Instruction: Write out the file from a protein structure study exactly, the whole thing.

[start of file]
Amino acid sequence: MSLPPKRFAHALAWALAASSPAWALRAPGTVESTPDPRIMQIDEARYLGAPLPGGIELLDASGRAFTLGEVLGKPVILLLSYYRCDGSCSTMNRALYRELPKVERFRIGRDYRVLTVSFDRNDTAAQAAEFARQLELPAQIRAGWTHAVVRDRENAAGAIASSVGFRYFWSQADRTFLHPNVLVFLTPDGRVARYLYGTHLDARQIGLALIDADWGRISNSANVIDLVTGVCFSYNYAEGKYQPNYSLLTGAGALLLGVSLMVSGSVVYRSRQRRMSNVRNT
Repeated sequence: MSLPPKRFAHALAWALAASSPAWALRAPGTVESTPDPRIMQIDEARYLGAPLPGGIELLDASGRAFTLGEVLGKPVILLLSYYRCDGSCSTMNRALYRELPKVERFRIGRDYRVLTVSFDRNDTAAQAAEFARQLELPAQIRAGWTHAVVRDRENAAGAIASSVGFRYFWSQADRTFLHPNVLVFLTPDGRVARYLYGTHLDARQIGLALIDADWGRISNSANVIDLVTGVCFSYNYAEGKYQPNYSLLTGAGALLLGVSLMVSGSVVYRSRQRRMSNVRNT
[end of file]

Amino acid sequence: MSLPPKRFAHALAWALAASSPAWALRAPGTVESTPDPRIMQIDEARYLGAPLPGGIELLDASGRAFTLGEVLGKPVILLLSYYRCDGSCSTMNRALYRELPKVERFRIGRDYRVLTVSFDRNDTAAQAAEFARQLELPAQIRAGWTHAVVRDRENAAGAIASSVGFRYFWSQADRTFLHPNVLVFLTPDGRVARYLYGTHLDARQIGLALIDADWGRISNSANVIDLVTGVCFSYNYAEGKYQPNYSLLTGAGALLLGVSLMVSGSVVYRSRQRRMSNVRNT
Repeated sequence: MSLPPKRFAHALAWALAASSPAWALRAPGTVESTPDPRIMQIDEARYLGAPLPGGIELLDASGRAFTLGEVLGKPVILLLSYYRCDGSCSTMNRALYRELPKVERFRIGRDYRVLTVSFDRNDTAAQAAEFARQLELPAQIRAGWTHAVVRDRENAAGAIASSVGFRYFWSQADRTFLHPNVLVFLTPDGRVARYLYGTHLDARQIGLALIDADWGRISNSANVIDLVTGVCFSYNYAEGKYQPNYSLLTGAGALLLGVSLMVSGSVVYRSRQRRMSNVRNT